"An old cotton sari, folded, creates a smaller effective mesh size (approximately 20-μm). This should be small enough to remove all zooplankton, most phytoplankton, and thus a large proportion of the cholera in the water (99%, according to laboratory studies). However, the nylon net with the larger mesh size was found to be "almost equally effective."[2]"

http://en.wikipedia.org/wiki/Cloth_filter


--

What is the pore size of a bandana?

about 100μm

"Do Bandanas Provide Protection?
Bandanas have been used by wildland firefighters for decades, however, they should not be considered a viable
choice for respiratory protection. Scanning electron microscope photographs of both new and used bandanas have
shown openings (pore sizes) within the fabric that exceed 100 μm in length and width, which allow particulate matter
to pass freely through the fabric (Reh and others 1994)."

www.fs.fed.us/eng/pubs/pdf/hi_res/07511301hi.pdf

--

So it looks like a tight woven cloth would work, but it would need to be tighter than
a common bandana and it would need to be folded at least once.

Kristin Fiebelkorn
(kushbaby) - MLife

Locale: South Texas
Re: Baylisascariasis on 09/01/2011 16:47:35 MDT Print View

@Andy: Lower frequency of clinically apparent disease may be a dose-related effect. A number of the case reports I've read have involved children with developmental disorders or autism who eat a lot of the stuff... Do note that humans are not part of the normal life cycle of this worm, but are "incidental hosts" (which fits with a low prevalence). EDIT TO ADD: I like the idea that this explains why some people don't realize they don't have to carry a heavy pack. Unfortunately, that would mean that I was infected for many years and suddenly got better... :D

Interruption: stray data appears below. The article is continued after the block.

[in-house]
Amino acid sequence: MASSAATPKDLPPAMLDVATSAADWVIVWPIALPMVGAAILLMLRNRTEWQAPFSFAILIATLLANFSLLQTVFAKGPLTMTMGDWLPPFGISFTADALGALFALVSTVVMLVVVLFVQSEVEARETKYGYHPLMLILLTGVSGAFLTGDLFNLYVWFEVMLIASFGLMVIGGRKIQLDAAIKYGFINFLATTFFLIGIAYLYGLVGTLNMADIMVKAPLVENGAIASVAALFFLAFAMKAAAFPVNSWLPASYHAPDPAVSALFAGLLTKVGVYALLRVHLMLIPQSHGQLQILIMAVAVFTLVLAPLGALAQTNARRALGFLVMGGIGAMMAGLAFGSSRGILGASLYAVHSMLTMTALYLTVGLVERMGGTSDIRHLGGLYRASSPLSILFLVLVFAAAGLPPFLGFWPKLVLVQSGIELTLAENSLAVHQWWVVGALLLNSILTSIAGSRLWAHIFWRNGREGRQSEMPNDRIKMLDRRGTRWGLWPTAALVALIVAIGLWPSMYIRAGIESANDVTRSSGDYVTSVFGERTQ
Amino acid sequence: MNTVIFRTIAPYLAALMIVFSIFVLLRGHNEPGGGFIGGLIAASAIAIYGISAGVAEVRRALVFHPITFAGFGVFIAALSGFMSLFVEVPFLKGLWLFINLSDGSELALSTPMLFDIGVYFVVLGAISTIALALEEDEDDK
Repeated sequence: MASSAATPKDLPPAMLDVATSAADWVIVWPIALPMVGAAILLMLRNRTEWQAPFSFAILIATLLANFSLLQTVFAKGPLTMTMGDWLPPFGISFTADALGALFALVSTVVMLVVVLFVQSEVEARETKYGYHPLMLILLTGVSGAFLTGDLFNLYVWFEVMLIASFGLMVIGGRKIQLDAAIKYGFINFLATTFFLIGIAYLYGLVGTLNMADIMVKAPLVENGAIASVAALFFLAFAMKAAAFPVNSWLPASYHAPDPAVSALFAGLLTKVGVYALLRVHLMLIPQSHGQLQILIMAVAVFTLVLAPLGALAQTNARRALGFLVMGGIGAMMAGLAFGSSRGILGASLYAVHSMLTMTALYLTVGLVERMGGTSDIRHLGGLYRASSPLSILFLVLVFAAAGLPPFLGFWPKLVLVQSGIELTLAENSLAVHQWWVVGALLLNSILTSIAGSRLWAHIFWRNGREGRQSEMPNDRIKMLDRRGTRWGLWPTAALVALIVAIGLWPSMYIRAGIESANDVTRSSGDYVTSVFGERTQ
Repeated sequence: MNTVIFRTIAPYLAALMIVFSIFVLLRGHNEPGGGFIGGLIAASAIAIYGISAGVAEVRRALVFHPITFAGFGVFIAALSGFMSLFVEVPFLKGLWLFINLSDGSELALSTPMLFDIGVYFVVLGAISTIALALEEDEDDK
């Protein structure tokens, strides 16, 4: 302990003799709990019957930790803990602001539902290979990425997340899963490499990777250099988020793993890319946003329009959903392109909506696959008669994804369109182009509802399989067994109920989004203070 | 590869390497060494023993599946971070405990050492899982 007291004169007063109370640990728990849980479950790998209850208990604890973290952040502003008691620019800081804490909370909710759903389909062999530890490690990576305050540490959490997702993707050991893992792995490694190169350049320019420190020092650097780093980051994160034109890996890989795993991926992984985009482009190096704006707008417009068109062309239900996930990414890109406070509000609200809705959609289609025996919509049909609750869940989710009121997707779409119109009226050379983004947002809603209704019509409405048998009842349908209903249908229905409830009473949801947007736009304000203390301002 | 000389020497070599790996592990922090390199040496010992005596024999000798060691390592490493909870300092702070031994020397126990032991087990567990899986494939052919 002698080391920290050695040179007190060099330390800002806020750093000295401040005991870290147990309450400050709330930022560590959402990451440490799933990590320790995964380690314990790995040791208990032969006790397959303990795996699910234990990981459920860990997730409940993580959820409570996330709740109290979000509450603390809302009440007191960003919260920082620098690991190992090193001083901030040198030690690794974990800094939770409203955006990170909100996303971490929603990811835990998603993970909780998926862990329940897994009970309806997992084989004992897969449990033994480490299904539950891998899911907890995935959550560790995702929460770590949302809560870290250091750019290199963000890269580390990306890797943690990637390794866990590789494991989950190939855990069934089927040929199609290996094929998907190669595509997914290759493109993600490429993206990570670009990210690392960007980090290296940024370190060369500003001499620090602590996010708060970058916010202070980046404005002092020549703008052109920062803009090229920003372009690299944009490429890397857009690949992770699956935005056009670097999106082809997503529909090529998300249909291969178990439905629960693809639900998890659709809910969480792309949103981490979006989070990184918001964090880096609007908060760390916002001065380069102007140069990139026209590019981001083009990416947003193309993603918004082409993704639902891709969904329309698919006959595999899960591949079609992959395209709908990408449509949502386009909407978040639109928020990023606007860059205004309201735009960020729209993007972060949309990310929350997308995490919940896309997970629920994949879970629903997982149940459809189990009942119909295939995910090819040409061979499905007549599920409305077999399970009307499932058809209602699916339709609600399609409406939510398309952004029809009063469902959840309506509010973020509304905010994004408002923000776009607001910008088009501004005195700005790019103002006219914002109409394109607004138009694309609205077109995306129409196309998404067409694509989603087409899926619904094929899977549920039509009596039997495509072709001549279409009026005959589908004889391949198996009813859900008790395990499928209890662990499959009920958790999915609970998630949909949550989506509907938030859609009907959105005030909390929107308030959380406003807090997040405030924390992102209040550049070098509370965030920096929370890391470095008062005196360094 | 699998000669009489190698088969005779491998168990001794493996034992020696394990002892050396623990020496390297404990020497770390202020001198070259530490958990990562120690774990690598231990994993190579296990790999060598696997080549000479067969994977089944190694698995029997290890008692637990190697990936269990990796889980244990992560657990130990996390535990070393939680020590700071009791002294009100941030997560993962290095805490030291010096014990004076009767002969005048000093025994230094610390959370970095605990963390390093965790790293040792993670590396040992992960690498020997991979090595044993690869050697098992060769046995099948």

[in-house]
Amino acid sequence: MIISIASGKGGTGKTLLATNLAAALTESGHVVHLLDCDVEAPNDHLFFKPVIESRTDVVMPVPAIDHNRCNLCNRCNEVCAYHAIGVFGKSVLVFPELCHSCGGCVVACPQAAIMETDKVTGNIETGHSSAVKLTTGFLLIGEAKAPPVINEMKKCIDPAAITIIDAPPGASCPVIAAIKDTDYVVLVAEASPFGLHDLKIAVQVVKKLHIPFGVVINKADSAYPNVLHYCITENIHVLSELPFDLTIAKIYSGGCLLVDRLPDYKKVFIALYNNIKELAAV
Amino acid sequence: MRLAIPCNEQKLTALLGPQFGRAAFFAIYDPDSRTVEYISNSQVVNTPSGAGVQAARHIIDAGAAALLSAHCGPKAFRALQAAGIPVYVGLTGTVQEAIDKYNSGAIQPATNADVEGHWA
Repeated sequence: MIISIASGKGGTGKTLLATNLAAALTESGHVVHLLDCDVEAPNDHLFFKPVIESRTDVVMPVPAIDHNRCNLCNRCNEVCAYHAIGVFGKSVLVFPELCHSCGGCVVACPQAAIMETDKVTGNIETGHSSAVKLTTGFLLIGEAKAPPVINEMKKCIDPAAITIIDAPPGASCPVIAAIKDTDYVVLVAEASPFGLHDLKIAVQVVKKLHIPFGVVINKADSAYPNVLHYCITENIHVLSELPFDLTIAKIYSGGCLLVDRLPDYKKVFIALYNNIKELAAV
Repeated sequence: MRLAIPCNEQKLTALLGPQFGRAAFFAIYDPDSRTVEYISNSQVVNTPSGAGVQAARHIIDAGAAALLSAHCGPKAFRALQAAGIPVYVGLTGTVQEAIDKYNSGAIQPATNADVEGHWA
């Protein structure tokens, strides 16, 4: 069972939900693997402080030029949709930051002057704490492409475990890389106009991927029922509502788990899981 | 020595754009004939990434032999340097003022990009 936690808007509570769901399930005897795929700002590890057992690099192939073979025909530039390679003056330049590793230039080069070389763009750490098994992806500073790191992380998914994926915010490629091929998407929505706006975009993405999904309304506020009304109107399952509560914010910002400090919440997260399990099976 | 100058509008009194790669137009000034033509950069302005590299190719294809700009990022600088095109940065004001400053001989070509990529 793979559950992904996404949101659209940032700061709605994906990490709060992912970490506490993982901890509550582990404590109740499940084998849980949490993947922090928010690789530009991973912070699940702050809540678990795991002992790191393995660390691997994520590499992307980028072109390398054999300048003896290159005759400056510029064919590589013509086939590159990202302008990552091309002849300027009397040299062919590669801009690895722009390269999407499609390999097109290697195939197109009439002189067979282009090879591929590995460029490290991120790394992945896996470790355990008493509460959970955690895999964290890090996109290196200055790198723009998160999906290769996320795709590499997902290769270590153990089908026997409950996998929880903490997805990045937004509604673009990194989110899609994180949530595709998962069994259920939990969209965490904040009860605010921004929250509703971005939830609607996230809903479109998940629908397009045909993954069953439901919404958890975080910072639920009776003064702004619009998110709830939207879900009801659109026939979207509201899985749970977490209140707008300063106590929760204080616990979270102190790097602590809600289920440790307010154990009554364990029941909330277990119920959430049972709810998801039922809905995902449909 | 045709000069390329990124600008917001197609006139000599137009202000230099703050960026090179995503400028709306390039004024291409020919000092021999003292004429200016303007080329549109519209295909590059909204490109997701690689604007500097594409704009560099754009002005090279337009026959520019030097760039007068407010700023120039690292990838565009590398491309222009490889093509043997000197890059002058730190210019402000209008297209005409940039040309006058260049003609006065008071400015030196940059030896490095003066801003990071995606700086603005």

@John: The eggs are too large to be inhaled and cause infection through the pulmonary route. Andy beat me to it in posting the size of the eggs, but they're quite large...

Edited by kushbaby on 09/01/2011 16:49:51 MDT.

Tom Kirchner
(ouzel) - MLife

Locale: Pacific Northwest/Sierra
Re: 2 layers of old sari cloth should do it on 09/01/2011 17:39:06 MDT Print View

"An old cotton sari, folded, creates a smaller effective mesh size (approximately 20-μm). This should be small enough to remove all zooplankton, most phytoplankton, and thus a large proportion of the cholera in the water (99%, according to laboratory studies)."

I'm skeptical of this, given that the size of a cholera bacterium is 1-5 microns.

Andy F
(AndyF) - M

Locale: Midwest/Midatlantic
Re: Re: Baylisascariasis on 09/01/2011 21:09:31 MDT Print View

@Kristin: That makes sense I guess. The more worms there are, the more likely they'll burrow into something important. Ha ha! Good point about the heavy pack part! :D

Laurie Ann March
(Laurie_Ann) - F

Locale: Ontario, Canada
Re: Re: 2 layers of old sari cloth should do it on 09/02/2011 07:49:10 MDT Print View

Tom, I too am skeptical. A micron is pretty darn tiny.

Sarah Kirkconnell
(sarbar) - F

Locale: In the shadow of Mt. Rainier
Re: Worms in the Water: Are Chemical Treatments and UV Too Risky? on 09/02/2011 08:32:45 MDT Print View

In the last year or two there have been a lot of scary articles about this in the papers - but it is still pretty rare overall.